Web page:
Always Stay Critical – Review 3

Always Stay Critical with Daniel Kadlec

Review 3 – Are We Acknowledging Adaptive Variability Enough?

Today we gonna look at this intervention study comparing different RT methods and their effects on muscle hypertrophy and the associated within and between-subject variability – or in other words how each participant responded to different RT protocols. It is well supported in the literature that it likely doesn’t matter what you do in the gym as long as you go until or close to muscular failure if you wanna get big. Therefore, it’s much rather the inherent intrinsic predisposition to respond to such stimuli that drive the desired adaptation. With that, however, comes an inevitable huge between-subject variability. This leads to the question of how important is the WHAT we do in the gym after all?

Adaptive Variability

Despite the EXP leg shifted way more load (the total training volume in kg) than the CON leg for almost every participant. But when we look at the change in CSA of the vastus lateralis – no difference at all on a group level, and even less than 2% difference within participants between legs. So again, no need to overcomplicate things if muscle size is the goal. Another, even more, fascinating finding, was that the between-subject variability was over 40x higher than the intrasubject variability. Or in other words, both legs adapted fairly similar, independent of what you do, but the results vastly differed to another person, despite the same RT protocol.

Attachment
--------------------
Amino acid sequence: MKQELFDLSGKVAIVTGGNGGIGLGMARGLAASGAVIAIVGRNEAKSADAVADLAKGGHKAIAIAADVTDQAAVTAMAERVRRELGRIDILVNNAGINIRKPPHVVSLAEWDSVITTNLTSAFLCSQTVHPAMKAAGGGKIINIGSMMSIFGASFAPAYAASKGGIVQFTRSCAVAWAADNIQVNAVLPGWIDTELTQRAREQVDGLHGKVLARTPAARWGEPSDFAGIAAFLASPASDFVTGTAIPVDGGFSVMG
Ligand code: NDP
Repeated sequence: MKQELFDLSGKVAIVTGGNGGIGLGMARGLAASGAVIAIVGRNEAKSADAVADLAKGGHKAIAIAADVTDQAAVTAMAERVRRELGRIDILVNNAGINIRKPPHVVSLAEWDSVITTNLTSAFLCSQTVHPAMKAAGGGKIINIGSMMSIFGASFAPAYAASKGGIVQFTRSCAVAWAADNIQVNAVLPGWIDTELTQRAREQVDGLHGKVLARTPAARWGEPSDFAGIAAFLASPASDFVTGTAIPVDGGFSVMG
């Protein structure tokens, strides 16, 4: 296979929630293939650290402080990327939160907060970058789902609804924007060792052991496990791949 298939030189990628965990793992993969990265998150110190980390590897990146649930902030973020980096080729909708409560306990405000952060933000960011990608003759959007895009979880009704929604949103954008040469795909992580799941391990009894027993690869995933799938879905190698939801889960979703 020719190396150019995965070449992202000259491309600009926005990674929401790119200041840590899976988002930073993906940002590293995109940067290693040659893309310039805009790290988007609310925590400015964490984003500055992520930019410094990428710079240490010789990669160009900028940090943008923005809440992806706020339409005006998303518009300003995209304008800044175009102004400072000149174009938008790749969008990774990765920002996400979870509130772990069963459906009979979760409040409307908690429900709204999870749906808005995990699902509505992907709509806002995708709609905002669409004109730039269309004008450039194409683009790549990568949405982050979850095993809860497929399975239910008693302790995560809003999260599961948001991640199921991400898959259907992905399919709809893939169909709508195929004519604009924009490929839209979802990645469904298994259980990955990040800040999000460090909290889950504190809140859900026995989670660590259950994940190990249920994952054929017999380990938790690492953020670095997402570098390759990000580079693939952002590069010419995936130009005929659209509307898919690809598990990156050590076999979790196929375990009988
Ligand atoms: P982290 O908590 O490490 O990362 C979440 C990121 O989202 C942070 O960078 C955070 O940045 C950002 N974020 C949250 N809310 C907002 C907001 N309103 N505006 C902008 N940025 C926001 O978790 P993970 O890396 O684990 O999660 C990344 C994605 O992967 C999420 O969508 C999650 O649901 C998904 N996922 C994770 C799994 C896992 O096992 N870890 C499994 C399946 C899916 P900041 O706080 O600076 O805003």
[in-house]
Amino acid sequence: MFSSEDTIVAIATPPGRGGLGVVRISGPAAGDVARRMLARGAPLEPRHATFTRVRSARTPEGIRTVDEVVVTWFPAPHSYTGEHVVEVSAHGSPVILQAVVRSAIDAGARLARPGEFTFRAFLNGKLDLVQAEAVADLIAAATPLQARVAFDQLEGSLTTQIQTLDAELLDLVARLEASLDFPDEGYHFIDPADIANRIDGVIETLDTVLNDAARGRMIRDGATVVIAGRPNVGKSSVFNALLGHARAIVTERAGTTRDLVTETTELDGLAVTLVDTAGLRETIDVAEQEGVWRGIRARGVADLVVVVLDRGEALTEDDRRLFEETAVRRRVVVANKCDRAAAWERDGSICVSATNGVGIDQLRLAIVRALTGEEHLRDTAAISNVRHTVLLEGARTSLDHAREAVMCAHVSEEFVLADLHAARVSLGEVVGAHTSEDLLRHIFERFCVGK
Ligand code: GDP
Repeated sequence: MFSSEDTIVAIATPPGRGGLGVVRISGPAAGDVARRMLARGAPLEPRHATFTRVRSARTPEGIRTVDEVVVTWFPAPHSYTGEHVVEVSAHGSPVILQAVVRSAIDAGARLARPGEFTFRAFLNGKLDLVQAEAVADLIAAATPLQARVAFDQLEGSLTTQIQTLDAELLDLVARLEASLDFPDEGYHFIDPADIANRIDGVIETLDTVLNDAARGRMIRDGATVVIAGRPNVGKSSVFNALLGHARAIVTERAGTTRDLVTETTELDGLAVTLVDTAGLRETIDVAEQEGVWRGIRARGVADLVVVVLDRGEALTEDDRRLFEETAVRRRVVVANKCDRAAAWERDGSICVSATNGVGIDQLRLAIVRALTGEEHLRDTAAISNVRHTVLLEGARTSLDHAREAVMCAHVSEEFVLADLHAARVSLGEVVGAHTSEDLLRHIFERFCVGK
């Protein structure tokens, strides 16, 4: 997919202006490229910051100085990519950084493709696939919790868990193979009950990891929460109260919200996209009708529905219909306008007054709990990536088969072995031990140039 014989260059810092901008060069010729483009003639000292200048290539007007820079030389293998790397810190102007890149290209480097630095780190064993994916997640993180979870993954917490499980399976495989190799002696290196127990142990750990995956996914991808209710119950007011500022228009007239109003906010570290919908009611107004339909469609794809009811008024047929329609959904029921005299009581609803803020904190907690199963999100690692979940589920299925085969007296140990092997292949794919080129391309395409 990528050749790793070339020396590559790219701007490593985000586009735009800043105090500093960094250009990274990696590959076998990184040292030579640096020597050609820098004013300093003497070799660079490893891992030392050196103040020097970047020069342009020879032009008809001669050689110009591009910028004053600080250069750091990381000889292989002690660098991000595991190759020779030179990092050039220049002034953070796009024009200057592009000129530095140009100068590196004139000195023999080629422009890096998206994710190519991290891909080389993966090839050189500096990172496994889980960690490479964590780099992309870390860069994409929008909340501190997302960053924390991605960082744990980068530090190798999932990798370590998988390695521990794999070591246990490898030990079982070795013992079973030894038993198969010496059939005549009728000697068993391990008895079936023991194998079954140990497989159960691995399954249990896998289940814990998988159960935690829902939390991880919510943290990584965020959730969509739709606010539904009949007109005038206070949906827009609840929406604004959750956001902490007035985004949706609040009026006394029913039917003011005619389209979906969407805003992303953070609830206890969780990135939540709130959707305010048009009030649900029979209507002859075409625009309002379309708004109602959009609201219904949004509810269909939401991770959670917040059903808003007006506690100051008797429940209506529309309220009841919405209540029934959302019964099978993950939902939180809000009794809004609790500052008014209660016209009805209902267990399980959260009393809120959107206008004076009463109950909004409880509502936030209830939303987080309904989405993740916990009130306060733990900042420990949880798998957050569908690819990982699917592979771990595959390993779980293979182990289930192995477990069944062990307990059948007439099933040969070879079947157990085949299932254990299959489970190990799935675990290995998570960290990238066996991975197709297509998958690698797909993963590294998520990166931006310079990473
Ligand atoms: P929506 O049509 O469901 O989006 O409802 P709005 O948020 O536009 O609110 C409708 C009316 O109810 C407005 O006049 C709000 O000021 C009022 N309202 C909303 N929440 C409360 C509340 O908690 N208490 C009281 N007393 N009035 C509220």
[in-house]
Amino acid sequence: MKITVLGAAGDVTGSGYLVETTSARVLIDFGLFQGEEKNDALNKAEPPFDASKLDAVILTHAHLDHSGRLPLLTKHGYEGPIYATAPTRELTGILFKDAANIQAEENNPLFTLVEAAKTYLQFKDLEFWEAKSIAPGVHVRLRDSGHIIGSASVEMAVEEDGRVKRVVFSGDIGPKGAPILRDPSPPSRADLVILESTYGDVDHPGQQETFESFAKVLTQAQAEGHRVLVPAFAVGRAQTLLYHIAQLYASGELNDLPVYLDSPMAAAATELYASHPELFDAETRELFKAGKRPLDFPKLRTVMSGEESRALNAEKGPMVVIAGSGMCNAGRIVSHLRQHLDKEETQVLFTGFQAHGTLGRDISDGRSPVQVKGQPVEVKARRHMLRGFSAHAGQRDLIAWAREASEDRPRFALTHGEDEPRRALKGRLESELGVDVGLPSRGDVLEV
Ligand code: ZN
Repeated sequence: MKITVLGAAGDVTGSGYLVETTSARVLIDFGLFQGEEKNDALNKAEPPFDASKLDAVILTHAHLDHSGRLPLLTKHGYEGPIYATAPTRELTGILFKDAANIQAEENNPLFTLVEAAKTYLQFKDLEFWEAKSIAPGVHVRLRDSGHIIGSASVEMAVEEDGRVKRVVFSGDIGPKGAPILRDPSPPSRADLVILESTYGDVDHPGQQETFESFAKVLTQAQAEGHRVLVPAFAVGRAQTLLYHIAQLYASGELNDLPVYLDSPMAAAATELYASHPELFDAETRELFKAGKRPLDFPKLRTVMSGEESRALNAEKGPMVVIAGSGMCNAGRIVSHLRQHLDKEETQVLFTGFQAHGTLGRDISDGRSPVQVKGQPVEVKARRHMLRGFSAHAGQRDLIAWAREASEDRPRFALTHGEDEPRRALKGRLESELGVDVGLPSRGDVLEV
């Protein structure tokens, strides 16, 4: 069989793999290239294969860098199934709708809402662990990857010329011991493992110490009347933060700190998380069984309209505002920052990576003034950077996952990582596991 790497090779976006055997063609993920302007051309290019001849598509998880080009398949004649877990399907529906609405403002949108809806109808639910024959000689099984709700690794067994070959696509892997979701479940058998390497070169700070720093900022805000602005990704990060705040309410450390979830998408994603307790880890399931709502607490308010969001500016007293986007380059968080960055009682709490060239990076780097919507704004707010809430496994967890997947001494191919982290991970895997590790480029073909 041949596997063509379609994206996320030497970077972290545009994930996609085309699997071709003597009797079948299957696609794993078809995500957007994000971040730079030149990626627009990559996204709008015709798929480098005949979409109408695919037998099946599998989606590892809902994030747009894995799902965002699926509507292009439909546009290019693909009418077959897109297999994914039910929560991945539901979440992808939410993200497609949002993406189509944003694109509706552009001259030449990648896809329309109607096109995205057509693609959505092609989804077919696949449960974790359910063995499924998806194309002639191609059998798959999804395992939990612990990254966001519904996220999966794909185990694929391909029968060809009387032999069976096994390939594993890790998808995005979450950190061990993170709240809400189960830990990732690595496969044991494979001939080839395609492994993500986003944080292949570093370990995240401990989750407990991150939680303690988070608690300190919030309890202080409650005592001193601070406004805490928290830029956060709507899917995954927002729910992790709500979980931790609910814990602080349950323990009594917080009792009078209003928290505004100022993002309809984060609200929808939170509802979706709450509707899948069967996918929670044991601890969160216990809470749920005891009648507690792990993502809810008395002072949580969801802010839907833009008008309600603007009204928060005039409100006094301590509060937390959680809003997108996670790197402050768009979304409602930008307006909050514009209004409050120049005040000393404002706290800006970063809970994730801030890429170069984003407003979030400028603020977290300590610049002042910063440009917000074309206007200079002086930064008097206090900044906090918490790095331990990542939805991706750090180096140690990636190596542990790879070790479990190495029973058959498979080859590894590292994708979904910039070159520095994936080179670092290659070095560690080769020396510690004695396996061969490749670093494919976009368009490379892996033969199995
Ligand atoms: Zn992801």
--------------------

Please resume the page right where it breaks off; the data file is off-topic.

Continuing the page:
Individual Predisposition

Although every textbook or even certain popular RT methods out there are attaching adaptive certainties to different methods, as in doing method X and you’ll get outcome Y, this can’t be true. That’s not how complex systems behave. When we picture the spread of the probability density, we know that everything in biology is fairly normally distributed. So, I argue that better athletes, however you define better, are likely just more responsive to training, and most of them will get better despite our best intentions. I mean, without such a predisposition, even the “best” training won’t turn McLovin into a pro athlete. So, we are fighting an uphill battle there. But on the flip side, we’ve all seen pro athletes succeeding on the highest level DESPITE the training they are doing.

So, my takeaway from this is that maybe we are way too confident in our assumptions about the adaptive outcome as a result of specific training methods. How much time do we then need to invest in designing fancy periodization approaches in excel? Are we really making any difference compared to a simple RHT approach? Really hard training. What do you think?

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